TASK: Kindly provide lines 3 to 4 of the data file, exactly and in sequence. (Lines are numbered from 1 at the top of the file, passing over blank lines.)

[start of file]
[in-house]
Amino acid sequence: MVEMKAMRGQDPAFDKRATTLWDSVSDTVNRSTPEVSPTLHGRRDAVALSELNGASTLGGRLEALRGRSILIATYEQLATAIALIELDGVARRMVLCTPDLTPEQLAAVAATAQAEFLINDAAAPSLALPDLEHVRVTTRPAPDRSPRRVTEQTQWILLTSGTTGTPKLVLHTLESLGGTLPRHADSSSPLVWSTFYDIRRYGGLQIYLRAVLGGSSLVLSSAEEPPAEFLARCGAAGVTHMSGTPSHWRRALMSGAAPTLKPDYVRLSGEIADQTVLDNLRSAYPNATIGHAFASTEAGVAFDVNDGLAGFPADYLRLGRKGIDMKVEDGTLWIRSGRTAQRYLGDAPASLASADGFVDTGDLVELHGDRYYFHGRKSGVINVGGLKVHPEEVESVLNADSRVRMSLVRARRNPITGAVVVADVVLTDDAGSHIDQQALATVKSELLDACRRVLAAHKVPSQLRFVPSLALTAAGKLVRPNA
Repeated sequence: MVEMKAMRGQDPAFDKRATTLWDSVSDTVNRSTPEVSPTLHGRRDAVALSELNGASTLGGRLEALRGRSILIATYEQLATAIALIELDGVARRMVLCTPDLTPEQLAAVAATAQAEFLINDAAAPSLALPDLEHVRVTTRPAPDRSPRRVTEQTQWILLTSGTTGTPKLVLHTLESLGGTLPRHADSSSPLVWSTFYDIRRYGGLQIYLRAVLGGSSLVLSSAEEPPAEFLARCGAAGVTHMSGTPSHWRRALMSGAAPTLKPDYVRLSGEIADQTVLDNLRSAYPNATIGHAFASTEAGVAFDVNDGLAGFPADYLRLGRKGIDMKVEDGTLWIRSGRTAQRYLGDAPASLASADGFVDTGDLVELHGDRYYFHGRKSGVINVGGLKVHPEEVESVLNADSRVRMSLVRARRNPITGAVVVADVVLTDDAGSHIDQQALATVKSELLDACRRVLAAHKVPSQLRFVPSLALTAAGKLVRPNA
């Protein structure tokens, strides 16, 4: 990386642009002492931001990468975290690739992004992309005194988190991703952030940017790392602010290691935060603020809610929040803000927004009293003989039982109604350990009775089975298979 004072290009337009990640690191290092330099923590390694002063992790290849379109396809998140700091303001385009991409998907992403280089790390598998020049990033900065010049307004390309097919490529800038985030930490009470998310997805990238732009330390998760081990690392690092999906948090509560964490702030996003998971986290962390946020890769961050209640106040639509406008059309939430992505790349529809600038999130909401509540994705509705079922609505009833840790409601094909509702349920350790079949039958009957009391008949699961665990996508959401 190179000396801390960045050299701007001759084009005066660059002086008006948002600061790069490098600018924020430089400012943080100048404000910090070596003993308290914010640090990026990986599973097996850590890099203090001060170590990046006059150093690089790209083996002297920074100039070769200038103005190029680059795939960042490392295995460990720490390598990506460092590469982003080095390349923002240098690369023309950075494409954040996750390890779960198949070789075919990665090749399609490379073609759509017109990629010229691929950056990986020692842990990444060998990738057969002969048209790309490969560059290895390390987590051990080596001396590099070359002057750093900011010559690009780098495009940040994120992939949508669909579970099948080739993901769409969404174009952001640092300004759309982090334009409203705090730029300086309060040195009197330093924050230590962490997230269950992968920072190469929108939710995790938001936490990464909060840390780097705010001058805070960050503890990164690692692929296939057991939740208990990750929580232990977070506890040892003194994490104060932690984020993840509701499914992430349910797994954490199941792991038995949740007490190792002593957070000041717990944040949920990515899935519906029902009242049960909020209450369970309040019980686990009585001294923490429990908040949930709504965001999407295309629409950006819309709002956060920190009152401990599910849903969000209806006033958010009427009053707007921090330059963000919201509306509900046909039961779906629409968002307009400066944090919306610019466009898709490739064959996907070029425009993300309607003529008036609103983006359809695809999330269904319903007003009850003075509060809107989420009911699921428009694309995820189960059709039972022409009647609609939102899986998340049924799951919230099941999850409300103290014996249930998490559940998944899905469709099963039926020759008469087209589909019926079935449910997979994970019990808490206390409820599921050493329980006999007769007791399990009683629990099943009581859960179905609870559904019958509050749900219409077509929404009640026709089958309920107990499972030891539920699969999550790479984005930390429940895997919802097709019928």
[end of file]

Repeated sequence: MVEMKAMRGQDPAFDKRATTLWDSVSDTVNRSTPEVSPTLHGRRDAVALSELNGASTLGGRLEALRGRSILIATYEQLATAIALIELDGVARRMVLCTPDLTPEQLAAVAATAQAEFLINDAAAPSLALPDLEHVRVTTRPAPDRSPRRVTEQTQWILLTSGTTGTPKLVLHTLESLGGTLPRHADSSSPLVWSTFYDIRRYGGLQIYLRAVLGGSSLVLSSAEEPPAEFLARCGAAGVTHMSGTPSHWRRALMSGAAPTLKPDYVRLSGEIADQTVLDNLRSAYPNATIGHAFASTEAGVAFDVNDGLAGFPADYLRLGRKGIDMKVEDGTLWIRSGRTAQRYLGDAPASLASADGFVDTGDLVELHGDRYYFHGRKSGVINVGGLKVHPEEVESVLNADSRVRMSLVRARRNPITGAVVVADVVLTDDAGSHIDQQALATVKSELLDACRRVLAAHKVPSQLRFVPSLALTAAGKLVRPNA
């Protein structure tokens, strides 16, 4: 990386642009002492931001990468975290690739992004992309005194988190991703952030940017790392602010290691935060603020809610929040803000927004009293003989039982109604350990009775089975298979 004072290009337009990640690191290092330099923590390694002063992790290849379109396809998140700091303001385009991409998907992403280089790390598998020049990033900065010049307004390309097919490529800038985030930490009470998310997805990238732009330390998760081990690392690092999906948090509560964490702030996003998971986290962390946020890769961050209640106040639509406008059309939430992505790349529809600038999130909401509540994705509705079922609505009833840790409601094909509702349920350790079949039958009957009391008949699961665990996508959401 190179000396801390960045050299701007001759084009005066660059002086008006948002600061790069490098600018924020430089400012943080100048404000910090070596003993308290914010640090990026990986599973097996850590890099203090001060170590990046006059150093690089790209083996002297920074100039070769200038103005190029680059795939960042490392295995460990720490390598990506460092590469982003080095390349923002240098690369023309950075494409954040996750390890779960198949070789075919990665090749399609490379073609759509017109990629010229691929950056990986020692842990990444060998990738057969002969048209790309490969560059290895390390987590051990080596001396590099070359002057750093900011010559690009780098495009940040994120992939949508669909579970099948080739993901769409969404174009952001640092300004759309982090334009409203705090730029300086309060040195009197330093924050230590962490997230269950992968920072190469929108939710995790938001936490990464909060840390780097705010001058805070960050503890990164690692692929296939057991939740208990990750929580232990977070506890040892003194994490104060932690984020993840509701499914992430349910797994954490199941792991038995949740007490190792002593957070000041717990944040949920990515899935519906029902009242049960909020209450369970309040019980686990009585001294923490429990908040949930709504965001999407295309629409950006819309709002956060920190009152401990599910849903969000209806006033958010009427009053707007921090330059963000919201509306509900046909039961779906629409968002307009400066944090919306610019466009898709490739064959996907070029425009993300309607003529008036609103983006359809695809999330269904319903007003009850003075509060809107989420009911699921428009694309995820189960059709039972022409009647609609939102899986998340049924799951919230099941999850409300103290014996249930998490559940998944899905469709099963039926020759008469087209589909019926079935449910997979994970019990808490206390409820599921050493329980006999007769007791399990009683629990099943009581859960179905609870559904019958509050749900219409077509929404009640026709089958309920107990499972030891539920699969999550790479984005930390429940895997919802097709019928």